Engineered in the USA? Certainly .. and as you point out “That just shows a lack of engineering know how.”
      Gouging buyers in the US? How? 7,645 pounds is $9,326. In the USA the bike has an MSRP of 8,699…

      • KPC

        Mr. Ruble, you are right , “Assembled” in the USA, (I knew that). The price in the UK includes 20% VAT, which we don’t have, (here in Oregon we don’t even have a sales tax). So yes I think, HD is gouging by $1,000 – $1,200, which how much of a discount we’ll see in the fall if these don’t sell over the summer.

        • Gabriel Owens

          Plus Harley gets ya to open the wallet with the catalog HD parts to go faster.

          • KPC

            Got that right!

      • Goose

        OK Dick, Why are you (and many others) unable to accept that the North American Streets (engine included) are made in the USA? I believe this fine web site has shown pictures of the street engines being built in Harley’s assembly line in Kansas City.

        Here is a quote on the subject “All Street 750s and Street 500s for US and Canadian consumption will be built in the Harley-Davidson Vehicle and Powertrain Operations plant in Kansas City, Missouri, where there is a manufacturing line dedicated to producing the liquid-cooled Revolution X engine”.

        Are 100% of the parts US made? Of course not. Harley, like every other manufacturer, sources parts where they see fit. That is why my made-in-Japan Honda car has parts that say “Made In China”, my made in Italy Ducatis and made in Germany BMWs had Japanese made parts. If you say a vehicle has to be 100% made in ____ parts to be made in ______ there are no made in one country two or four wheeled vehicles.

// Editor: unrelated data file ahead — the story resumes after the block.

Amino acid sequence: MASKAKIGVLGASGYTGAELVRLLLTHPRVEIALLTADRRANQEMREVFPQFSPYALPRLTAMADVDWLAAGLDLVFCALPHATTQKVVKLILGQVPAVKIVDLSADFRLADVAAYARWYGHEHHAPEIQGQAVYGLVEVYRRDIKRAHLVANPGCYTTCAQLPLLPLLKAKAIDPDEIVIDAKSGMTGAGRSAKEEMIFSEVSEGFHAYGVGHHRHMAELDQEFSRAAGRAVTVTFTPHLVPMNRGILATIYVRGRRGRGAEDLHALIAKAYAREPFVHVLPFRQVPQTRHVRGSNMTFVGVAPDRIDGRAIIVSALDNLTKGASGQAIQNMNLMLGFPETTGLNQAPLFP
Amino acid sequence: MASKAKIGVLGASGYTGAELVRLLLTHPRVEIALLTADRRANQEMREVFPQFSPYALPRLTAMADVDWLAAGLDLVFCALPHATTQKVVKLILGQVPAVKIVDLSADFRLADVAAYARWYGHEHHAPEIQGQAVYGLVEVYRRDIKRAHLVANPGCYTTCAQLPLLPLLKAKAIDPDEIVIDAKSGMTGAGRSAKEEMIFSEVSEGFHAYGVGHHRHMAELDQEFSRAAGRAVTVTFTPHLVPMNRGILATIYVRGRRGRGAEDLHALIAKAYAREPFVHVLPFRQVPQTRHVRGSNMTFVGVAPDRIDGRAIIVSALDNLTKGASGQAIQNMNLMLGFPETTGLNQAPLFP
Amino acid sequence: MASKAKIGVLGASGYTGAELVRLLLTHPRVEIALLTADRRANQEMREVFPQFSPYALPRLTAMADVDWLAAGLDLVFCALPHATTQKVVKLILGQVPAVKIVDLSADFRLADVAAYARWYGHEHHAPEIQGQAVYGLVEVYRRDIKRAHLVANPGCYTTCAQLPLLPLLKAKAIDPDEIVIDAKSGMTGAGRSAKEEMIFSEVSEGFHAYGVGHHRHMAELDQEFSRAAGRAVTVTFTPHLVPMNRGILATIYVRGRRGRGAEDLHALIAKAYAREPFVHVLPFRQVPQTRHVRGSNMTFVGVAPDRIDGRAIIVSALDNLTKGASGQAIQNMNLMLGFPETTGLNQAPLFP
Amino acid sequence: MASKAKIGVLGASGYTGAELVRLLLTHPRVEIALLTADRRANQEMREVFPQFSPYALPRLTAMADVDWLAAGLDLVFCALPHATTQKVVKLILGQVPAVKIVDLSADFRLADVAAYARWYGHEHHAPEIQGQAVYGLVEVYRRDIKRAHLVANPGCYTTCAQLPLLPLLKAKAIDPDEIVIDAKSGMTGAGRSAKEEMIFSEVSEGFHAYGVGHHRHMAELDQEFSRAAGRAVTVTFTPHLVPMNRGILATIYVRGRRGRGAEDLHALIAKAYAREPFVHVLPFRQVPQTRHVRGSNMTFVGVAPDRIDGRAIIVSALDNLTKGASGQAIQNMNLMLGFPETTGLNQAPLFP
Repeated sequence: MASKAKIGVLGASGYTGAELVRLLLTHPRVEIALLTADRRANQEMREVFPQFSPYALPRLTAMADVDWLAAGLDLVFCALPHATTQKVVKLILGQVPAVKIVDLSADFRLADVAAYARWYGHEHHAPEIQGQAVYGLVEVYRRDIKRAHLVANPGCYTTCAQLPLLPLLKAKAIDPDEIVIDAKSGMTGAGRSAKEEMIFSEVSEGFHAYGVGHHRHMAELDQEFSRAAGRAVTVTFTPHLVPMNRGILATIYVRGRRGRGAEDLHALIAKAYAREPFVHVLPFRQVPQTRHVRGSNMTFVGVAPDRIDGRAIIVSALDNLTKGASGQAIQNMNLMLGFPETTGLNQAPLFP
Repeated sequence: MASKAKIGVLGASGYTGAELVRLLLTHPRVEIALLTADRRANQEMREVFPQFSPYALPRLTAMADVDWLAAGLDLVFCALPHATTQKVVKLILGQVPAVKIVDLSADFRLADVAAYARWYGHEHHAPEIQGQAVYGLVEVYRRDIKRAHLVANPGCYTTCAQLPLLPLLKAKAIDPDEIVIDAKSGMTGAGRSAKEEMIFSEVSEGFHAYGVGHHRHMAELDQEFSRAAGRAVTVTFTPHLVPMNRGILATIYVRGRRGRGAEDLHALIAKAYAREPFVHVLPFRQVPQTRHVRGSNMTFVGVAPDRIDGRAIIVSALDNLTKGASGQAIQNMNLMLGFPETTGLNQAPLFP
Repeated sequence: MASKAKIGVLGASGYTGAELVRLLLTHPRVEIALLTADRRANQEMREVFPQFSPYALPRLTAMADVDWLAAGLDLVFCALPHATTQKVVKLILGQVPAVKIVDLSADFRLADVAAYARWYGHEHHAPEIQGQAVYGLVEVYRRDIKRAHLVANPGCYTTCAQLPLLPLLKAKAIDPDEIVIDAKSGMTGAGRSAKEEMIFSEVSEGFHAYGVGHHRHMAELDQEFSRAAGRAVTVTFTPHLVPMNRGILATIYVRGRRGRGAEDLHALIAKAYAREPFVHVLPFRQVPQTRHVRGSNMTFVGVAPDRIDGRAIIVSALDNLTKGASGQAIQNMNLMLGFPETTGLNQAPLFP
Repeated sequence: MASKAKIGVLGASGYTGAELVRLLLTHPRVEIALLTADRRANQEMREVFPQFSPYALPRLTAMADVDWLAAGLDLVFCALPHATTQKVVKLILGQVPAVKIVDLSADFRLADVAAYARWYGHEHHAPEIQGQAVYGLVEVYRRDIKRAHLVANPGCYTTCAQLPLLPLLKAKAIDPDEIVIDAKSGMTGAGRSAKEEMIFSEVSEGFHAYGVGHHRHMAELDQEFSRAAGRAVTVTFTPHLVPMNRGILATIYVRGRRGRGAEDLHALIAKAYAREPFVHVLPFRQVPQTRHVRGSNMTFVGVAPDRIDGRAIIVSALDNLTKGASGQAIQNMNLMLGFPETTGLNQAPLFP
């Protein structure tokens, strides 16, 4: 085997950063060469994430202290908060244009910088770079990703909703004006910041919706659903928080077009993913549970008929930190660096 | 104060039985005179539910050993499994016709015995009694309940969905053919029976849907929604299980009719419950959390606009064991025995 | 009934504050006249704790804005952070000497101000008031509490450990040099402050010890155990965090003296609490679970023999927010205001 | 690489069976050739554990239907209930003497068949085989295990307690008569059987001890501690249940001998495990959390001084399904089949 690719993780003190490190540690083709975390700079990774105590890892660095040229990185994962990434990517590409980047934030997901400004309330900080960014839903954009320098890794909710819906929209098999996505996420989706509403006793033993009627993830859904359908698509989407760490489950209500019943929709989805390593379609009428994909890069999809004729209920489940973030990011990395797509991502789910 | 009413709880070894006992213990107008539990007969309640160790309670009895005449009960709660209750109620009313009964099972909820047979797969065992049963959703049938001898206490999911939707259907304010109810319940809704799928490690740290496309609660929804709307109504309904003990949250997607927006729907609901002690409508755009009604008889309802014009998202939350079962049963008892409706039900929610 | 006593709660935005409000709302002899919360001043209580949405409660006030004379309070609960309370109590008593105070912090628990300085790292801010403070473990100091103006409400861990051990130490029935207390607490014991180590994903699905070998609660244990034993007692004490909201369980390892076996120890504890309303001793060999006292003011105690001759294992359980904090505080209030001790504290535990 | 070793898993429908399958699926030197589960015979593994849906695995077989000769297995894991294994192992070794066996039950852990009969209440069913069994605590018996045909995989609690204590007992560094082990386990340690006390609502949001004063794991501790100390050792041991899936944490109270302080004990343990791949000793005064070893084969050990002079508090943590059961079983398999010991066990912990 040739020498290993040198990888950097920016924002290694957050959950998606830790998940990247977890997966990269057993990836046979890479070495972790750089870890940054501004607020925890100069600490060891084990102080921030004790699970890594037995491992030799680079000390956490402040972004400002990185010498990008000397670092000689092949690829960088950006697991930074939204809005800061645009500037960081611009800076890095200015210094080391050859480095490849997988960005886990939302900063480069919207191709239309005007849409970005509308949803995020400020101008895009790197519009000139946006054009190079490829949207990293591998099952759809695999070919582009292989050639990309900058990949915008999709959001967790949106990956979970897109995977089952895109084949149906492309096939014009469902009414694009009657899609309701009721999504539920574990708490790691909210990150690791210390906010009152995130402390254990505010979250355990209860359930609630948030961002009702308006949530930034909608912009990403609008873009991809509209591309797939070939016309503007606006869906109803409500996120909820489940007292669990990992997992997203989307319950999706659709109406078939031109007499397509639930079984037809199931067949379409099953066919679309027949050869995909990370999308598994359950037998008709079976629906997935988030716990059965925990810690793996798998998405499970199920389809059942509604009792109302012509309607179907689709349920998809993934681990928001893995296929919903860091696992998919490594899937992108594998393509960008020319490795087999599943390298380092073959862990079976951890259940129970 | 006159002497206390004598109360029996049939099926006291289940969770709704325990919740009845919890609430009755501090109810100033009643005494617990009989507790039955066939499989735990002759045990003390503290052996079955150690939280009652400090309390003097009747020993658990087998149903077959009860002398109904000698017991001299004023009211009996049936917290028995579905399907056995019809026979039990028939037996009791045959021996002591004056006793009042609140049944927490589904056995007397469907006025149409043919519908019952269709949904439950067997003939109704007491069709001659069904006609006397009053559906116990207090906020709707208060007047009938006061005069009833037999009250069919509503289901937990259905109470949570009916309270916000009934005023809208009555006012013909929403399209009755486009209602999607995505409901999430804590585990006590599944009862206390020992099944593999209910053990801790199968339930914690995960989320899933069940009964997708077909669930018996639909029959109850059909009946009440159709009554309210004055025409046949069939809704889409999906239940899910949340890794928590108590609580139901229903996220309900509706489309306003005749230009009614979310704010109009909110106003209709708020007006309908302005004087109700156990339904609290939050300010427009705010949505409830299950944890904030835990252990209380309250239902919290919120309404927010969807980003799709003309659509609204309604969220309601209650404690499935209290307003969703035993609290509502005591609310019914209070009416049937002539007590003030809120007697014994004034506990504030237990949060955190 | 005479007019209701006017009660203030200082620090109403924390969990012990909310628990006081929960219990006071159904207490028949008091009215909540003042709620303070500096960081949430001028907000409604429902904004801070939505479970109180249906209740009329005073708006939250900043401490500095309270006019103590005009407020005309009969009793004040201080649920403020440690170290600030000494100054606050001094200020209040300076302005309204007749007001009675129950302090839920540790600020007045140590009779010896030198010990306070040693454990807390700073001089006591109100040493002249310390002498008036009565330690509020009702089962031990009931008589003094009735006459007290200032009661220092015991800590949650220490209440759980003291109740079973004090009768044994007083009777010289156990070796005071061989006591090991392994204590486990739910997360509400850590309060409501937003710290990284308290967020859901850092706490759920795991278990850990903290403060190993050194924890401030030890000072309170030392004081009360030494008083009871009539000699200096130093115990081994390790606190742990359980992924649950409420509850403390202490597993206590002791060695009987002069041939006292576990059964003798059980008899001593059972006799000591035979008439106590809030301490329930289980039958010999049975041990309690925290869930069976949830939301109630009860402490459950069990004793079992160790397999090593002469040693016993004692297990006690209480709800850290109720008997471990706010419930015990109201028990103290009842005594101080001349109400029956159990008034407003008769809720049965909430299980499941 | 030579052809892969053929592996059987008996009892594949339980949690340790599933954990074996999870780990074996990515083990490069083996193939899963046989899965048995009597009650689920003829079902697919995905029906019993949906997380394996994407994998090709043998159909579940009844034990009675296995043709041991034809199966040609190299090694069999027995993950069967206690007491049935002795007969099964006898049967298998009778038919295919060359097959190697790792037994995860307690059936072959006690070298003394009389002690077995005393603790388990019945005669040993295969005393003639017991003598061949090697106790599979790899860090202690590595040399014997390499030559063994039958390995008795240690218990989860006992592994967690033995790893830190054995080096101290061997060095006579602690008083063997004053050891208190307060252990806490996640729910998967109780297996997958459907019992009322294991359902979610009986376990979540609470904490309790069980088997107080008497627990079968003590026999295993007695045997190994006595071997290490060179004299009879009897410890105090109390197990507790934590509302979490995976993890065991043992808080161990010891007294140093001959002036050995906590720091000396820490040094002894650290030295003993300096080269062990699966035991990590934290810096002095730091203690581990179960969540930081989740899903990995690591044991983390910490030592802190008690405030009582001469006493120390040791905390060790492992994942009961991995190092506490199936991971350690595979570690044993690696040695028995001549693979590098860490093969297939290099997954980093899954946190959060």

• DickRuble

          ok.. Goose.. Maybe you’re right.. I can’t prove or disprove it.. I can only say that I walked around one in a showroom and it looked very much like it had been made in India.. but there’s no reason they can’t build crappy stuff in Kansas City.

      • Auphliam

        Gotta call ya on that one, DR. The ‘Streets” may have been an Indian project, but from what I understand, all US sold Streets are built exclusively here.

    • Larry Kahn

      Where did you see the tank size?

      • KPC

        All the specs are posted on the HD website.

    • Auphliam

      Do you weigh every bike you buy, or do you just read spec sheets and talk sh*t about all the bikes you won’t? By the way, 7645 pounds UK = +$9k US. Exactly what they’re selling the things for. They aren’t gouging anyone. Quit trying so hard to sound smart and go for a ride, for f*cks sake. It’s a good effort on their part. Accept it and move on. There’s no extra credit to be had anymore for the obligatory poseur HD bashing.

      • DickRuble

        A good effort … It’s usually what you tell the guy who was on the receiving end in a boxing match. Please tell me how this is better than a 32 yo Honda Sabre v45.

        • Auphliam

          LOL yeah, you’re right. I guess I was feeling like being a doosh last night.